Artificial consortium demonstrates emergent properties of enhanced cellulosic-sugar degradation and biofuel synthesis
Hunt, Kristopher A.
Henson, Michael A.
Carlson, Ross P.
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Planktonic cultures, of a rationally designed consortium, demonstrated emergent properties that exceeded the sums of monoculture properties, including a >200% increase in cellobiose catabolism, a >100% increase in glycerol catabolism, a >800% increase in ethanol production, and a >120% increase in biomass productivity. The consortium was designed to have a primary and secondary-resource specialist that used crossfeeding with a positive feedback mechanism, division of labor, and nutrient and energy transfer via necromass catabolism. The primary resource specialist was Clostridium phytofermentans (a.k.a. Lachnoclostridium phytofermentans), a cellulolytic, obligate anaerobe. The secondary-resource specialist was Escherichia coli, a versatile, facultative anaerobe, which can ferment glycerol and byproducts of cellobiose catabolism. The consortium also demonstrated emergent properties of enhanced biomass accumulation when grown as biofilms, which created high cell density communities with gradients of species along the vertical axis. Consortium biofilms were robust to oxic perturbations with E. coli consuming O2, creating an anoxic environment for C. phytofermentans. Anoxic/oxic cycling further enhanced biomass productivity of the biofilm consortium, increasing biomass accumulation ~250% over the sum of the monoculture biofilms. Consortium emergent properties were credited to several synergistic mechanisms. E. coli consumed inhibitory byproducts from cellobiose catabolism, driving higher C. phytofermentans growth and higher cellulolytic enzyme production, which in turn provided more substrate for E. coli. E. coli necromass enhanced C. phytofermentans growth while C. phytofermentans necromass aided E. coli growth via the release of peptides and amino acids, respectively. In aggregate, temporal cycling of necromass constituents increased flux of cellulose-derived resources through the consortium. The study establishes a consortia-based, bioprocessing strategy built on naturally occurring interactions for improved conversion of cellulose-derived sugars into bioproducts.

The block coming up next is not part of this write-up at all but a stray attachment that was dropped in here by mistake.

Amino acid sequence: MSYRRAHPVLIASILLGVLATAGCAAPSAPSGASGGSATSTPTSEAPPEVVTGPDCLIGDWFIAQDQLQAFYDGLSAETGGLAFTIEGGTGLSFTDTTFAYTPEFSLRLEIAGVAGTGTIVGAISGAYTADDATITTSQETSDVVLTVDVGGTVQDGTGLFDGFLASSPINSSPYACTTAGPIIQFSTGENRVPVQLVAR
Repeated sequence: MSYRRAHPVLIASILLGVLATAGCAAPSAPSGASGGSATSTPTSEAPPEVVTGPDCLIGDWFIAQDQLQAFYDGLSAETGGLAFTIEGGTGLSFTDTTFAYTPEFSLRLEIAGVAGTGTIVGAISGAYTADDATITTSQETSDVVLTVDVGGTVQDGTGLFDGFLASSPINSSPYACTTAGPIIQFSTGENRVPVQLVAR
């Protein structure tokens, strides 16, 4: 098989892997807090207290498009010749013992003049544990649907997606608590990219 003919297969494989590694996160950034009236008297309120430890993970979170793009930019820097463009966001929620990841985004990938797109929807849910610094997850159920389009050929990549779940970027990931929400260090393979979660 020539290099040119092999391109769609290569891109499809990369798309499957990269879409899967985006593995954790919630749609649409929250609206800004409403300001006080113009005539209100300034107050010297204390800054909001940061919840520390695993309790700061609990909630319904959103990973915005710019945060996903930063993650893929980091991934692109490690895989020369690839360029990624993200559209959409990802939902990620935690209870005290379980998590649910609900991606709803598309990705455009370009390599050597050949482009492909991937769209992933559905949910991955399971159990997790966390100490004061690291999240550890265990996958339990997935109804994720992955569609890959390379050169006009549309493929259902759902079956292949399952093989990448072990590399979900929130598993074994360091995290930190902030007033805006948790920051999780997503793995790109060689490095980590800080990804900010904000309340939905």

Park, H., Patel, A., Hunt, K.A. et al. Artificial consortium demonstrates emergent properties of enhanced cellulosic-sugar degradation and biofuel synthesis. npj Biofilms Microbiomes 6, 59 (2020). doi: 10.1038/s41522-020-00170-8